Tire Mountain

In the inner city, Aaron creates hope right outside his door. Aaron loves the corner where he lives. Right next to their house is Aaron's dad's shop, Cincy Tire and Wheel. His dad can change a tire faster than Aaron can say his name. And Aaron is always ready to help take the old tires to his Tire Mountain. But Aaron's mom is tired of living in the city. She wants to move someplace where Aaron will have room to run and play. Aaron convinces his mom that there is plenty of space to play on their very own corner.

Mama's tired of cars coming and going and the smell of rubber all around. "William," she tells Dad. "We are absolutely wallowing in tired." But we're lucky to have our very own tire shop right next to our house. Dad can change a tire faster than I can say Aaron Jacob Johnson, and I have a tire mountain that gets taller every day.
Author perspective

Every day when I ride my bicycle to the community college where I teach, I pass a tire shop on the corner. I often see a little boy playing on a mound of tires. We wave to each other. The corner is run down, but the little boy looks happy there. In Tire Mountain, he becomes Aaron Jacob Johnson.


Publisher's Weekly

In this understated and affecting story, Aaron’s mama wants a better life for her family—“someplace clean and beautiful.” To her, that means moving the family away from the smelly, noisy city street corner where they live and operate a tire business. Aaron loves his corner and the mountain of used tires produced by his father’s work (“Dad can change a tire faster than I can say Aaron Jacob Johnson”). When his mother shows him a pamphlet with pictures of “perfect” suburban houses, he wishes he could “tear it into a thousand pieces.” Détente is finally reached after Aaron turns a nearby empty lot into a clean, beautiful place of his own-–a playground outfitted with flower gardens, a swing, a tunnel and sandbox, all built with tires from the mountain. Cheng (Marika ) gracefully articulates the quiet understanding arrived at by mother and son. “Mama folds the pamphlet and uses it like a fan,” she writes. “ 'When we do move, some day,” asks Aaron gingerly, “ 'do you think we could take a tire... to make a tire swing?’ ” “ 'That could be arranged,’ ” responds Mama with a hug. At first glance, Condon’s (Sky Scrape/ City Scape ) blocky paintings feel wooden in comparison with the emotionally astute prose; even Aaron doesn’t seem quite at home in his environment. But as the story unfolds, the warm colors and mural-like qualities feel absolutely right. It’s a kid’s-eye view of the world, where physical presences offer rock-solid comfort. Ages 4-8. (Aug.)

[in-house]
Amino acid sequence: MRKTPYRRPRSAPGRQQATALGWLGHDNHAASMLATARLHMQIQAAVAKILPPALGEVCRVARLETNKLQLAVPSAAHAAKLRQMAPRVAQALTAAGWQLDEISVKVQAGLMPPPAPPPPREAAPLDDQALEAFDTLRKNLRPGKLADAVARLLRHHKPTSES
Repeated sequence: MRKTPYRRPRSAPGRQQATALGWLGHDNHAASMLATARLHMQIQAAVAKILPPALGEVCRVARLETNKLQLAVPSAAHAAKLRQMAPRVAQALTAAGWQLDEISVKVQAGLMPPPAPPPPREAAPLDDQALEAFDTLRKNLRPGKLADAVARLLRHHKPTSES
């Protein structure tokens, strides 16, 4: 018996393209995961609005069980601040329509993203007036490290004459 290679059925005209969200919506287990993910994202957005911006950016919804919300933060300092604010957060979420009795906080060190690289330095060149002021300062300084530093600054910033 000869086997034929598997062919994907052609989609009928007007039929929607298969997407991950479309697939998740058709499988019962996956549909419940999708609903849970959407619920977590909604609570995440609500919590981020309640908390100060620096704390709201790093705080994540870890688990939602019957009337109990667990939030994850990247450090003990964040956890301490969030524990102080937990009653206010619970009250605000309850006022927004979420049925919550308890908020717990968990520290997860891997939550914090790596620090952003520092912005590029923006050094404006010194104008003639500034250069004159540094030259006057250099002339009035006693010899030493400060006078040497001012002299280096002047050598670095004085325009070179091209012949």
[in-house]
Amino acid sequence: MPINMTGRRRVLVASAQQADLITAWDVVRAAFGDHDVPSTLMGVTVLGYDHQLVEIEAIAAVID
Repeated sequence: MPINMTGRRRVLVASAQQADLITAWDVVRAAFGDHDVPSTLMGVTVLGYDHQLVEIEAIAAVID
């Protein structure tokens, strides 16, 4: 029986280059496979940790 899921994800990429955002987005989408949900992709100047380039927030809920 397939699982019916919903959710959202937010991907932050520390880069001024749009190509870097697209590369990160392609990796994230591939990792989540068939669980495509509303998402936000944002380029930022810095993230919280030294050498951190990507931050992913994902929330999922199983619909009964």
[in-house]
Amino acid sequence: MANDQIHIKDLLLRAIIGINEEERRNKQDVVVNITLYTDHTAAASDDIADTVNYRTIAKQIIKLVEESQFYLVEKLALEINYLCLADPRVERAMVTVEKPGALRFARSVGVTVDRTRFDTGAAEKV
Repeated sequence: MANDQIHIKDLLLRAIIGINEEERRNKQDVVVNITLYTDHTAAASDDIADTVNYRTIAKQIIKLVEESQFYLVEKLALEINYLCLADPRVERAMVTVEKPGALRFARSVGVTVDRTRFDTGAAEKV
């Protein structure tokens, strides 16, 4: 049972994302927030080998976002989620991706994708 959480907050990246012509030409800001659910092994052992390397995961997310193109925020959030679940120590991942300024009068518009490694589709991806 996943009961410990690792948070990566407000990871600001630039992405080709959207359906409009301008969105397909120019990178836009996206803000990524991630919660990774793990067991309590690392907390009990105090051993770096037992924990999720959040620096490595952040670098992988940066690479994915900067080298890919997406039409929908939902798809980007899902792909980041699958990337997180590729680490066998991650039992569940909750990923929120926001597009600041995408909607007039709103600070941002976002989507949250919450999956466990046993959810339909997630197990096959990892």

Aaron’s dad owns a tire-service shop next door to their house. To Aaron, the odors emanating from the shop are the ambient aromas of home, but his mother complains and wants to move, “someplace clean and beautiful.” Aaron, though, loves to play on his ever-growing mountain of tires on which, come evening, he and his dad perch. As his mother begins looking for a new house, Aaron grows increasingly distraught and tensions rise at home. Meanwhile, a couple of bullies are cruising the blocks, making Aaron uneasy. Then he notices the tree on a patch of grass across the street—perfect for a tire swing. Soon he adds a tire tunnel and creates a tire garden from which flowers burst. Mom still wants to move, but with the new neighborhood gathering place of recycled tires, urgency and tension have eased. This text-heavy and multifaceted story is somewhat fraught with anxiety and will exclude the younger picture-book set, but the depth of emotion will attract early readers. The detailed illustrations are realistically depictive of the city and done in subtle chalky hues. (Picture book. 5-9)


Book type: 
Picture book
Front Street
Ken Condon
Publication date: 
Feb 2007
Interest level: